Photos: Ai Weiwei Alcatraz tour: Legos, protest songs and prison cells

In an unprecedented exhibition, Ai Weiwei installations devoted to freedom of expression occupy San Francisco's old Alcatraz Federal Penitentiary. "With Wind," which greets visitors to an industrial building where prisoners used to work, takes the form of a traditional Chinese dragon kite.
(Carolina A. Miranda / Los Angeles Times)

Portraits of dissidents crafted from hundreds of thousands of Legos. A wing-like sculpture made from Tibetan solar cookers. Bright piles of white porcelain florals. And a series of sound installations featuring protest songs from around the world.

Despite being unable to leave China, artist Ai Weiwei — with the help of teams of assistants, a curator who bounced back and forth between California and China, and a whole lot of Skype — has nonetheless managed to create a series of large-scale installations on San Francisco's Alcatraz Island.

Though he is held in a "soft" detention (his passport has been revoked) since 2011, presumably for work and statements critical of the Chinese government, Ai hasn't stopped creating charged, political works, often on the issues of human rights and free speech. It is these themes that he revisits in "@Large: Ai Weiwei on Alcatraz," a series of elaborate, large-scale installations at the old penitentiary — a place he has never visited, to create an installation he will likely never see.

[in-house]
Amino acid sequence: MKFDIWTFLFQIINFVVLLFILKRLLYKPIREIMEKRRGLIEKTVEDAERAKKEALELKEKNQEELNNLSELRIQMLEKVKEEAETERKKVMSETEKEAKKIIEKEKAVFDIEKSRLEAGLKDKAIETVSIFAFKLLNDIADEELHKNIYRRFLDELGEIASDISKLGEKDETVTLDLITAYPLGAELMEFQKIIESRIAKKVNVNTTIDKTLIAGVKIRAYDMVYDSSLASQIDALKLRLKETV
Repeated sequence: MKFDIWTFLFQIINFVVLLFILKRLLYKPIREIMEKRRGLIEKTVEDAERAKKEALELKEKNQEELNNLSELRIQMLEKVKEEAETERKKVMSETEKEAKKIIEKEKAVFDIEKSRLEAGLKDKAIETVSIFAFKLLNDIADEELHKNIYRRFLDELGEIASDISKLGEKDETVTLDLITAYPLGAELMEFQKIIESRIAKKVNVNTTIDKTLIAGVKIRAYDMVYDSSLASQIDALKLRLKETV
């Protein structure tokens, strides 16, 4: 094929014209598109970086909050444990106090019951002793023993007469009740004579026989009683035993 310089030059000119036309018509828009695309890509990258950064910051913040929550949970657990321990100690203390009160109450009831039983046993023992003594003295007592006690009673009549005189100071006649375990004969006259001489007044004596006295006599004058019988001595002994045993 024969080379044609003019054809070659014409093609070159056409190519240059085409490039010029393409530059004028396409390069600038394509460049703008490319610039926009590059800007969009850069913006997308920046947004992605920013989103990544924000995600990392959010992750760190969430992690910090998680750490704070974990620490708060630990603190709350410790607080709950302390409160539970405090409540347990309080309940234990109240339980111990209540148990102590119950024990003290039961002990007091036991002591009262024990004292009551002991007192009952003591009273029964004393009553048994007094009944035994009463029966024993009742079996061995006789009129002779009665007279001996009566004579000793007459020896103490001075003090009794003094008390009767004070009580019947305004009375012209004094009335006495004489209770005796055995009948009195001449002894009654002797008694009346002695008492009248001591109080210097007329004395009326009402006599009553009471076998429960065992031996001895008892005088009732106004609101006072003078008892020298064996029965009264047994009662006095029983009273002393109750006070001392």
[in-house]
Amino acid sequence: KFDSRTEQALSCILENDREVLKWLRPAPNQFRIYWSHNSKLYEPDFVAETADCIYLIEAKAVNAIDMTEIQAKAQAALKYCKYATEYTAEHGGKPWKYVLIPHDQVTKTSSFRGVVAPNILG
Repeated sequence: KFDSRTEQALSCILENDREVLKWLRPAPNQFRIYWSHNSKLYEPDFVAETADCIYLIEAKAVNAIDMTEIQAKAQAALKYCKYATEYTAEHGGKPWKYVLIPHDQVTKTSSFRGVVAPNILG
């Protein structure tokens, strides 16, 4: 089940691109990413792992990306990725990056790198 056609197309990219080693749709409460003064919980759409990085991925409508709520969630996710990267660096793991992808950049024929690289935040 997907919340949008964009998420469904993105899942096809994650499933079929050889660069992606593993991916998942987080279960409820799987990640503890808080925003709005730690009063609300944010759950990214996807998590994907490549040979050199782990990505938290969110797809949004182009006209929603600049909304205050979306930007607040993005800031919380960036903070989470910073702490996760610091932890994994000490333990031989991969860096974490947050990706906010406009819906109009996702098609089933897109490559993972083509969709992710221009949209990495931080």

As with all things Ai, a master of the dramatic gesture and voluble presence on social media, it is quite the spectacle.

I hit the heavily attended media preview Wednesday. Here's my photo diary (the images are my own unless otherwise noted):

THE TRIP BEGINS. The Ai Weiwei tour started with an early-morning boat ride from Pier 33, north through the San Francisco Bay, to Alcatraz Island. Despite predictions of rain, the sun came out. Mother Nature seemed to be tipping her hat to Ai.

CHOW TIME. The folks from the For-Site Foundation, the organization that sponsored Ai's show, were kind enough to provide customary journalist victuals during the boat ride. Certainly, watching the press eat is its own work of art.

THE ISLAND OF BIRDS. After about 15 minutes, Alcatraz Island — named by the Spanish in the 18th century for its "alcatraces," a type of seabird — came into view. (Since I couldn't get a clear shot on the rocking boat, and because it's hard to shoot with a donut in your hand, I've borrowed this image from Ben Fash, who photographed it for the For-Site Foundation.)

Over the Alcatraz landing, a sign that says "Indians Welcome"
Landing on Alcatraz Island for the Ai Weiwei show. The exhibition “@Large: Ai Weiwei on Alcatraz” was staged at the old Alcatraz penitentiary in April of 2015.